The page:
Lake Garda has not yet revealed all of its secrets. This attractive tourist destination, unique for its physical and environmental characteristics, is also a case study for several international research teams. One of these, made up of scientists from the universities of Trento and Utrecht, has just made a new and unexpected discovery: the planetary rotation significantly modifies the water movement in Lake Garda and affects deep water mixing, which is of great importance for the lake ecosystem.
The results were published today in Scientific Reports, a journal of the Nature group.
The discovery is the outcome of collaboration between the Department of Civil, Environmental and Mechanical Engineering of the University of Trento (UniTrento) – more specifically, the research team led by Marco Toffolon – and a team at the Institute for Marine and Atmospheric research Utrecht at Utrecht University, led by Henk Dijkstra.
“We achieved these results – Sebastiano Piccolroaz (UU) and Marina Amadori (UniTrento), who authored this work together with Toffolon and Dijkstra, say – thanks to an intense field campaign, supported by the results of numerical simulations of Lake Garda hydrodynamics, that kept our researchers busy in Trento and Utrecht for two years, from 2017 to 2018”.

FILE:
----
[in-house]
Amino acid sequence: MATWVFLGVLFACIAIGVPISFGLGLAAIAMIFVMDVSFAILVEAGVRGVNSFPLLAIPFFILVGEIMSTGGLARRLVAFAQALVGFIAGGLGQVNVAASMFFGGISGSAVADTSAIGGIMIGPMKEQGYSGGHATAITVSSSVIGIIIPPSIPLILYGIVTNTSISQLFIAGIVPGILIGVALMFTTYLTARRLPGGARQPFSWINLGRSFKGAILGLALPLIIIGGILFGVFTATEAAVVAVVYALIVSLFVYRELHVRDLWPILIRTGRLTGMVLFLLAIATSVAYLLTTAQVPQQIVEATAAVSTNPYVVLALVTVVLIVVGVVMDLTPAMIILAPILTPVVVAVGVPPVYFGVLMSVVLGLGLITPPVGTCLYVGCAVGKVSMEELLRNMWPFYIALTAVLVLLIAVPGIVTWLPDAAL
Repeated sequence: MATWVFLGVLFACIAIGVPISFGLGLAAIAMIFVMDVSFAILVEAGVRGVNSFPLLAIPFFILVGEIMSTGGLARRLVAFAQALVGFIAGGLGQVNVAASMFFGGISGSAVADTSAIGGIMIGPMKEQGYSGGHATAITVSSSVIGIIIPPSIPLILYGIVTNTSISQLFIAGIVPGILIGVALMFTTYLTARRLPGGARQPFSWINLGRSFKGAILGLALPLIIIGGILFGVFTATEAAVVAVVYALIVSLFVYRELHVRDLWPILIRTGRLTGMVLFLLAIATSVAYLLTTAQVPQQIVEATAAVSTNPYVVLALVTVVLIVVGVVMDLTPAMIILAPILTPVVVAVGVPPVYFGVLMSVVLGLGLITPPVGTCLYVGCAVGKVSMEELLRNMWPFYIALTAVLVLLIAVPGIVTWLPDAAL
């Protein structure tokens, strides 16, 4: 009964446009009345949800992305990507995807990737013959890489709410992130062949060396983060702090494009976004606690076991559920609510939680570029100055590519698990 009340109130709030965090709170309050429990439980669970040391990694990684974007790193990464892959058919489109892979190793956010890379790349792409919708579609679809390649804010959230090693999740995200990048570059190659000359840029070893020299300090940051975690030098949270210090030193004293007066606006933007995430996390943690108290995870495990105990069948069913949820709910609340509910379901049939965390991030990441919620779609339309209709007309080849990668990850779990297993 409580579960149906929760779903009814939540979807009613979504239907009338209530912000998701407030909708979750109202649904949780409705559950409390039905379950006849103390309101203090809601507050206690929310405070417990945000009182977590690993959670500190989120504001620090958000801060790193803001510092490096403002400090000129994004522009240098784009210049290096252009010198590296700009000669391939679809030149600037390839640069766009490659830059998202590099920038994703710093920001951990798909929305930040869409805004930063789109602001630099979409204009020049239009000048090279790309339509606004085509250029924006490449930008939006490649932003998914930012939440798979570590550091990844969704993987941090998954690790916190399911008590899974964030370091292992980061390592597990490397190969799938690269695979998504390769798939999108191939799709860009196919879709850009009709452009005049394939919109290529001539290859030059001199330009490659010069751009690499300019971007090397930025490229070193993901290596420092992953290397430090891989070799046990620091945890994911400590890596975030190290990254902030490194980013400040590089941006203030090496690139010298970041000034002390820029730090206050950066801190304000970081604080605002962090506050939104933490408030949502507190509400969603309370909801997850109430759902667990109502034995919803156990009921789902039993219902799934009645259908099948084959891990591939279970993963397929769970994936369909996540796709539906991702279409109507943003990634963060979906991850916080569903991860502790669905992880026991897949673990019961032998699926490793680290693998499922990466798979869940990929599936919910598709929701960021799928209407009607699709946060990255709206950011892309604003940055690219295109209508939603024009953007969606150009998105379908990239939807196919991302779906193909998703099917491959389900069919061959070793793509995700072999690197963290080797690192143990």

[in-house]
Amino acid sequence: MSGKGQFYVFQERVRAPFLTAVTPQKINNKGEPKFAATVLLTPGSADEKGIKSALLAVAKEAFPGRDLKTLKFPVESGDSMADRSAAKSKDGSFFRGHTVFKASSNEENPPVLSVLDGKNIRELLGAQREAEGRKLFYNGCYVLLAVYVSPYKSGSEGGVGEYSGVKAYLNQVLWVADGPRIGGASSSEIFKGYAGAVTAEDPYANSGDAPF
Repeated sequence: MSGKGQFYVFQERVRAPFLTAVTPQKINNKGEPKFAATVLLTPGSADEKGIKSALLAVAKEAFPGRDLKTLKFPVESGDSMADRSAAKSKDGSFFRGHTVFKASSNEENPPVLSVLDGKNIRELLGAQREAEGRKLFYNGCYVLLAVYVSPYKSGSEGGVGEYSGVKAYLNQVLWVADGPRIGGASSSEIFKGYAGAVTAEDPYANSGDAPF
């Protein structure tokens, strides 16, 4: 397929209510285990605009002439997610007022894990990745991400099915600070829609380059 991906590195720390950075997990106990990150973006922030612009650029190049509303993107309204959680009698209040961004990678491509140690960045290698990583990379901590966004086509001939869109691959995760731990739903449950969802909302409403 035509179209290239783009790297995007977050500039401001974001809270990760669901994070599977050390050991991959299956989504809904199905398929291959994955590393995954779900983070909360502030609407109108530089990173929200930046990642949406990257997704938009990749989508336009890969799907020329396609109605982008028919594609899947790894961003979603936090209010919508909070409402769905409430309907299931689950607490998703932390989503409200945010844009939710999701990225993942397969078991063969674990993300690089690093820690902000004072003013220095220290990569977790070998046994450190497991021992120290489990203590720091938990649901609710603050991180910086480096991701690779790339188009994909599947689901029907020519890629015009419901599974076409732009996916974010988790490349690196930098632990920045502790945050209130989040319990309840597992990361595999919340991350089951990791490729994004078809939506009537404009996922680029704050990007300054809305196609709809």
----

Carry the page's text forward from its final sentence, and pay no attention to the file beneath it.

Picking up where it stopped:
“According to our study, when the wind blows along Lake Garda’s main axis, the Earth’s rotation causes a secondary circulation which displaces the water laterally, from one coast to the other. This creates a difference in water temperature between the eastern (Veneto) and western (Lombardia) shore and, highly relevant for the lake’s ecology, contributes to the transport of oxygen, nutrients and other substances from the surface to the deep layers and vice versa. In detail, in the case of Foehn winds, cold water surfaces along the eastern side of the lake (upwelling) and warmer water moves down along the western side (downwelling). Between February and April in particular, when the lake water temperature is at its lowest, the vertical movement can reach even the bottom of the lake, that is at a depth of 350m. We did not expect to observe in Lake Garda an event that is typical of the coastal areas of oceans and large lakes.”